In the third review of the AODA, the Honourable David Onley recommends needed improvements to the Act. During the public meetings Onley held while preparing his review, attendees outlined many barriers that people with disabilities face. More improvements to the AODA would help to remove existing barriers and prevent future ones. Therefore, in addition to direct recommendations, Onley’s review also includes suggestions from attendees about how to remove these barriers. This article will explore disability barriers in education and ways to remove them.
Disability Barriers in Education
According to Onley’s review, many families of students with disabilities agree that Ontario has many barriers in its education system. For instance, families state that there are too many physical barriers in school buildings. These barriers may be costly or time-consuming to remove. However, school boards can find creative solutions to give more students access to the classrooms in their local schools. For example, one review attendee describes accessing the classroom remotely through digital technology. This student could not physically access the school building. However, the student could interact with their teacher and their peers in real time.
Barriers in School Boards
In addition, attendees report that each school board must develop its own policy for deciding which students need individual education plans (IEPs). As a result, the quality of each student’s education depends on their school board’s understanding about disability. Moreover, some school boards may have attitudinal barriers. For example, the review describes a family moving from one school board to another because their original school board “babysat” their child instead of offering accommodations to help the child access the curriculum.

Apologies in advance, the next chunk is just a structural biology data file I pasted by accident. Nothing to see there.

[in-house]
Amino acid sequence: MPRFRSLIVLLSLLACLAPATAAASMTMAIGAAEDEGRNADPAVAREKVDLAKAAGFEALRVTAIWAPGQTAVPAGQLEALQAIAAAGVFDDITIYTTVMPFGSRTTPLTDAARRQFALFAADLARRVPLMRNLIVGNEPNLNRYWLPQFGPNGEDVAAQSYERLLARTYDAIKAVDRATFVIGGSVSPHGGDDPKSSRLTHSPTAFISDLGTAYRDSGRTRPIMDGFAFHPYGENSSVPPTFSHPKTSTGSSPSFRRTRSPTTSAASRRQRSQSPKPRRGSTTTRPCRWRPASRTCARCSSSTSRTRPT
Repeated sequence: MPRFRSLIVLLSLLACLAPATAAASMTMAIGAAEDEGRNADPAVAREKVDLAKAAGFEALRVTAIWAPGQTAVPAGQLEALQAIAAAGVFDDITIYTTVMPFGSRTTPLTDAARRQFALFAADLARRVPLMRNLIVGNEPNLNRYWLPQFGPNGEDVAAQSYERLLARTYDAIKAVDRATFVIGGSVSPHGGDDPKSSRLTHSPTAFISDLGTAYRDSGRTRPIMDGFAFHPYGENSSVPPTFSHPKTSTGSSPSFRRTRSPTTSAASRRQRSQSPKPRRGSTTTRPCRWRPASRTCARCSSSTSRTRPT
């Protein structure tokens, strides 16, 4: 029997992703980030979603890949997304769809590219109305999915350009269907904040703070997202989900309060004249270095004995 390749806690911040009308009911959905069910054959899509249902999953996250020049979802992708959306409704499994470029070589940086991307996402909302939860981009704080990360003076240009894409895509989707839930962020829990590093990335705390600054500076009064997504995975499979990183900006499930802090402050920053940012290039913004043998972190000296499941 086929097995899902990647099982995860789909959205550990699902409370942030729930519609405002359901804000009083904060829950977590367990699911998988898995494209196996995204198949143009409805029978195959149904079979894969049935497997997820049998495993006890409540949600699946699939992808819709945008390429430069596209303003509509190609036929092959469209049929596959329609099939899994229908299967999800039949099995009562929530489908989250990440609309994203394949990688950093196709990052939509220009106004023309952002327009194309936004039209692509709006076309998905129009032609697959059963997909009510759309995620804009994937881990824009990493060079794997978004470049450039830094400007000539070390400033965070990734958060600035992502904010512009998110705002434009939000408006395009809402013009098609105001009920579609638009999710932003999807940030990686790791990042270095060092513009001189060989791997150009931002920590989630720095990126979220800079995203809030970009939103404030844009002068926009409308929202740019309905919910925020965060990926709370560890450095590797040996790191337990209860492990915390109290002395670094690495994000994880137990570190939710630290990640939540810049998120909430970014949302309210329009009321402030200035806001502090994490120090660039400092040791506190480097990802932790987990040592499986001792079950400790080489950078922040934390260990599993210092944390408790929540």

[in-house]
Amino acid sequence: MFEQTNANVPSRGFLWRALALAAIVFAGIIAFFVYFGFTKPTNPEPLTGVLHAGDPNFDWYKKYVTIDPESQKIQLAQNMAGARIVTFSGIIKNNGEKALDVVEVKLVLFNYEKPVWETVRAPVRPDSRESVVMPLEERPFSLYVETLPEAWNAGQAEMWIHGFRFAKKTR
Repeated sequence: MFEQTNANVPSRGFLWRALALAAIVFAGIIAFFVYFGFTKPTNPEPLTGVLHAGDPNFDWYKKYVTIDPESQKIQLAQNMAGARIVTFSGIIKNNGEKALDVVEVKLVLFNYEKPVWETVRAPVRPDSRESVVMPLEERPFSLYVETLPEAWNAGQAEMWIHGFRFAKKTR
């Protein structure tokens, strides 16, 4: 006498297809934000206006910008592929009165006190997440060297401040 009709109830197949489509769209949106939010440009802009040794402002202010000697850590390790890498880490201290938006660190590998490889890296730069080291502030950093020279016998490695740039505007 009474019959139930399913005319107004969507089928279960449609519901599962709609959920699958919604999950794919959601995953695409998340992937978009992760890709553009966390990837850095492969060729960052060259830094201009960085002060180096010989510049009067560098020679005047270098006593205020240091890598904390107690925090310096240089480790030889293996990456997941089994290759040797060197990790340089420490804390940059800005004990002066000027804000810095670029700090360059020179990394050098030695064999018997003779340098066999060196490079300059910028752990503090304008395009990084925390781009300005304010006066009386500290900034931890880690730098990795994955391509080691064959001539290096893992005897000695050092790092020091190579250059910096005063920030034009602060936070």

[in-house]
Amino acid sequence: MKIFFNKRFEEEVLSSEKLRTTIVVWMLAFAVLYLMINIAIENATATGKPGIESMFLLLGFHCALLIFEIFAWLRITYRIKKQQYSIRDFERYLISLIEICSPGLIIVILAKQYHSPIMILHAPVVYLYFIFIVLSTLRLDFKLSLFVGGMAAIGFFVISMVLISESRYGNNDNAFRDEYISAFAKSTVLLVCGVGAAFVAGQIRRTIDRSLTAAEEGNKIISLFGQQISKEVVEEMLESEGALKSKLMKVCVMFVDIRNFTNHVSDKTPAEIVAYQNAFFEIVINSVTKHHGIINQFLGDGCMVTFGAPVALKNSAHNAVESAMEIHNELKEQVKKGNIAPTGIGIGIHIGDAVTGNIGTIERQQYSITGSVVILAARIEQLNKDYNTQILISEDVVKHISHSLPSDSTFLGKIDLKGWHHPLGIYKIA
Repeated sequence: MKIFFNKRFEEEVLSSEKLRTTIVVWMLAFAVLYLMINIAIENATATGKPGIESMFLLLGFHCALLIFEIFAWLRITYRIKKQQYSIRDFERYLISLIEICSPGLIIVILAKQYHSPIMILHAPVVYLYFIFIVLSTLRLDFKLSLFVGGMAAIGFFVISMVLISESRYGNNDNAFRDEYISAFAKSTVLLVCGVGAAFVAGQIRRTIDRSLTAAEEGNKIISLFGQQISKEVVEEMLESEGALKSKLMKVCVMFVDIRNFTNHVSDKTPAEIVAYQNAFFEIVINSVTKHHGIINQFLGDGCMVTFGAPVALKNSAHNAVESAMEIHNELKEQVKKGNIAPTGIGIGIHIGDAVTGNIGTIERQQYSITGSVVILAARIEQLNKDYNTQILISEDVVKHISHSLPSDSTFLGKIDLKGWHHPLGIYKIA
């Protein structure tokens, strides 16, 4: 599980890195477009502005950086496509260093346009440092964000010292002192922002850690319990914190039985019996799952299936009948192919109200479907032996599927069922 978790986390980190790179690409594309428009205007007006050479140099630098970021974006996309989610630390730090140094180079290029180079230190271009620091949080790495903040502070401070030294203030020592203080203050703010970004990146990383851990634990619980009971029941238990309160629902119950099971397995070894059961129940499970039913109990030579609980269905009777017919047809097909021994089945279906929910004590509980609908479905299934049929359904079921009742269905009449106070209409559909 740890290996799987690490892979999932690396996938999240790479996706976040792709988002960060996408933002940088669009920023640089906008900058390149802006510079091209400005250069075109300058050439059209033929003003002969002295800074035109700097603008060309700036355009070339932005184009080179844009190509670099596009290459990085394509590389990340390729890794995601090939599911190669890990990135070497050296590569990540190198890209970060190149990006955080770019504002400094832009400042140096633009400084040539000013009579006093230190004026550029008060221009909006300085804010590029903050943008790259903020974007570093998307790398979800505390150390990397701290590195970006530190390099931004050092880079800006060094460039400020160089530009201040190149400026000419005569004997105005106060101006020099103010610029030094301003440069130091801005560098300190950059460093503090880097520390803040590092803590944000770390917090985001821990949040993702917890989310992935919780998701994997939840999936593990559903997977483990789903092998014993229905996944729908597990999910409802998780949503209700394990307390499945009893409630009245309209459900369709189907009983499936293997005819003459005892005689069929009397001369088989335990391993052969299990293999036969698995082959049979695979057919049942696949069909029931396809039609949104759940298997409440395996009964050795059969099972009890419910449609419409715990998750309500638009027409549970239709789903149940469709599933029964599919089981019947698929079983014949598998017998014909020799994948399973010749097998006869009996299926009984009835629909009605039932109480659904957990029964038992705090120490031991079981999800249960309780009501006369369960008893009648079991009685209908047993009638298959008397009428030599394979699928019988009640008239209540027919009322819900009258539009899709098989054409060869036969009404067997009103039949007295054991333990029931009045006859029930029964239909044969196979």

Similarly, some school boards do not have enough educational assistants to meet the needs of all their students. As a result, students do not receive the classroom accommodations they need. For example, the review describes one school that tries to have students with different needs “share” an educational assistant.
Likewise, each school board must develop its own policy outlining how students should request to bring their service animals to school. As a result, policies may differ widely. Students’ access to the accommodations they need may depend on where they live.
The Ontario government may remove some or all of these barriers by developing an education standard for the AODA. A standard could mandate a province-wide process for determining whether a student needs an IEP. Similarly, a standard could mandate the number of educational assistants that should be available for students at a given time. Moreover, government could partner with other sectors to develop more training programs for educational assistants. Campaigns could increase public awareness about the need for educational assistants, so that more people would follow this career path. Likewise, a standard could give students across the province equal access to the accommodation of bringing their service animals to school.
Review attendees suggest more mandates for the developing education standard. The current education mandates under the Information and Communications Standards focus on the needs of students with print disabilities. Therefore, attendees suggest that the future education standard should “keep in mind” students with other disabilities. For example, the new standard’s mandates should outline more supports for students with invisible disabilities, such as autism. The standard should also support the needs of parents with disabilities, such as accessible communication at parent-teacher interviews.